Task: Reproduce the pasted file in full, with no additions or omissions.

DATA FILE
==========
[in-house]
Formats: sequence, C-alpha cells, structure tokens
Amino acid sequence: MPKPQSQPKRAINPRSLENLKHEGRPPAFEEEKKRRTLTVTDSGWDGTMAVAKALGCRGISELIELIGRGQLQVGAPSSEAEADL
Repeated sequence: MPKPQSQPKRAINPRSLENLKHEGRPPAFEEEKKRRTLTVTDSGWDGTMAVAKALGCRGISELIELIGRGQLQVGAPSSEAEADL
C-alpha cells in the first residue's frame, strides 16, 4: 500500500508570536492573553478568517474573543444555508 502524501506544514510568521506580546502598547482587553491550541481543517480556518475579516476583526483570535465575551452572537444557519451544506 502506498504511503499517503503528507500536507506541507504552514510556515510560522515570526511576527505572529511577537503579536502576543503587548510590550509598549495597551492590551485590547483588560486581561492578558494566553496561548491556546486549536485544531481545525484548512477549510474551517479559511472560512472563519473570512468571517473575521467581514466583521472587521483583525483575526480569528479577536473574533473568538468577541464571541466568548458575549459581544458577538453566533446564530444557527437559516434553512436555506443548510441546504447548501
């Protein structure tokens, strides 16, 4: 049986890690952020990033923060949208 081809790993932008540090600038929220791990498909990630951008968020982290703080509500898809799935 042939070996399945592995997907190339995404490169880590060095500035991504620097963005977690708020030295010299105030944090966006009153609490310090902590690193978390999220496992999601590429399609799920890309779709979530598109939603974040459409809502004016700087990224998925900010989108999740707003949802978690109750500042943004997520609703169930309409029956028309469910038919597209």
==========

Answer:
[in-house]
Formats: sequence, C-alpha cells, structure tokens
Amino acid sequence: MPKPQSQPKRAINPRSLENLKHEGRPPAFEEEKKRRTLTVTDSGWDGTMAVAKALGCRGISELIELIGRGQLQVGAPSSEAEADL
Repeated sequence: MPKPQSQPKRAINPRSLENLKHEGRPPAFEEEKKRRTLTVTDSGWDGTMAVAKALGCRGISELIELIGRGQLQVGAPSSEAEADL
C-alpha cells in the first residue's frame, strides 16, 4: 500500500508570536492573553478568517474573543444555508 502524501506544514510568521506580546502598547482587553491550541481543517480556518475579516476583526483570535465575551452572537444557519451544506 502506498504511503499517503503528507500536507506541507504552514510556515510560522515570526511576527505572529511577537503579536502576543503587548510590550509598549495597551492590551485590547483588560486581561492578558494566553496561548491556546486549536485544531481545525484548512477549510474551517479559511472560512472563519473570512468571517473575521467581514466583521472587521483583525483575526480569528479577536473574533473568538468577541464571541466568548458575549459581544458577538453566533446564530444557527437559516434553512436555506443548510441546504447548501
């Protein structure tokens, strides 16, 4: 049986890690952020990033923060949208 081809790993932008540090600038929220791990498909990630951008968020982290703080509500898809799935 042939070996399945592995997907190339995404490169880590060095500035991504620097963005977690708020030295010299105030944090966006009153609490310090902590690193978390999220496992999601590429399609799920890309779709979530598109939603974040459409809502004016700087990224998925900010989108999740707003949802978690109750500042943004997520609703169930309409029956028309469910038919597209």